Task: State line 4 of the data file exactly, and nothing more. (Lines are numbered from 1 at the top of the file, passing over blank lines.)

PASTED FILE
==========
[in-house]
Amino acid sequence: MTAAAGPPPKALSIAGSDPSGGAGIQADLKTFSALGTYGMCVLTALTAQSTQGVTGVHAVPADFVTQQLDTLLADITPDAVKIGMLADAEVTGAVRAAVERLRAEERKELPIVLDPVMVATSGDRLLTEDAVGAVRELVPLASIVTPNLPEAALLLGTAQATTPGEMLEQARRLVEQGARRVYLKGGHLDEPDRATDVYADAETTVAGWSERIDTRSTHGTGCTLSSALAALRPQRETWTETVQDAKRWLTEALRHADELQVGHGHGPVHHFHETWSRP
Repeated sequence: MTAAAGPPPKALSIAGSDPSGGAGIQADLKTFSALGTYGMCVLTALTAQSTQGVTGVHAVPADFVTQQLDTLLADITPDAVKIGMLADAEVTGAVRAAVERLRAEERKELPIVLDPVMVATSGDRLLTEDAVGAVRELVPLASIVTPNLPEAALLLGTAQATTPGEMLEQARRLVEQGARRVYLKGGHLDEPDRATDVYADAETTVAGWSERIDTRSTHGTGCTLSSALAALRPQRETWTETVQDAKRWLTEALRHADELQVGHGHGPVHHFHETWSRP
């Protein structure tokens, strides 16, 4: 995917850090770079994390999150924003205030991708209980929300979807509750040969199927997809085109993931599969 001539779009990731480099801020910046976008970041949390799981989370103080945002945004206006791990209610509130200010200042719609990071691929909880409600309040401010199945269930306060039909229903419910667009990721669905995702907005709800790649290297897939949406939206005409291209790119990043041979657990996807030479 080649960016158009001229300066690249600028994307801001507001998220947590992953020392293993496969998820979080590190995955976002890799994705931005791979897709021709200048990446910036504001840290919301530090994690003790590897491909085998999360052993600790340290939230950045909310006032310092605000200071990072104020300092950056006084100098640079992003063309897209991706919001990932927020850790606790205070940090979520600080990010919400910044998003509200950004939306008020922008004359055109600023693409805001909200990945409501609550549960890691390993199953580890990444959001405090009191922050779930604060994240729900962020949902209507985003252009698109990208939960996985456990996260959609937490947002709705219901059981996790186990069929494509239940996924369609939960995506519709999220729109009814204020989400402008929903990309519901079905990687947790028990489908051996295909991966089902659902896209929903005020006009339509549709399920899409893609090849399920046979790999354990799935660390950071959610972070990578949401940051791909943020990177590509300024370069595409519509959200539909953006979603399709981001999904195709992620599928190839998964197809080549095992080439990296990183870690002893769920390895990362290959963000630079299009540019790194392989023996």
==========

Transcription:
């Protein structure tokens, strides 16, 4: 995917850090770079994390999150924003205030991708209980929300979807509750040969199927997809085109993931599969 001539779009990731480099801020910046976008970041949390799981989370103080945002945004206006791990209610509130200010200042719609990071691929909880409600309040401010199945269930306060039909229903419910667009990721669905995702907005709800790649290297897939949406939206005409291209790119990043041979657990996807030479 080649960016158009001229300066690249600028994307801001507001998220947590992953020392293993496969998820979080590190995955976002890799994705931005791979897709021709200048990446910036504001840290919301530090994690003790590897491909085998999360052993600790340290939230950045909310006032310092605000200071990072104020300092950056006084100098640079992003063309897209991706919001990932927020850790606790205070940090979520600080990010919400910044998003509200950004939306008020922008004359055109600023693409805001909200990945409501609550549960890691390993199953580890990444959001405090009191922050779930604060994240729900962020949902209507985003252009698109990208939960996985456990996260959609937490947002709705219901059981996790186990069929494509239940996924369609939960995506519709999220729109009814204020989400402008929903990309519901079905990687947790028990489908051996295909991966089902659902896209929903005020006009339509549709399920899409893609090849399920046979790999354990799935660390950071959610972070990578949401940051791909943020990177590509300024370069595409519509959200539909953006979603399709981001999904195709992620599928190839998964197809080549095992080439990296990183870690002893769920390895990362290959963000630079299009540019790194392989023996």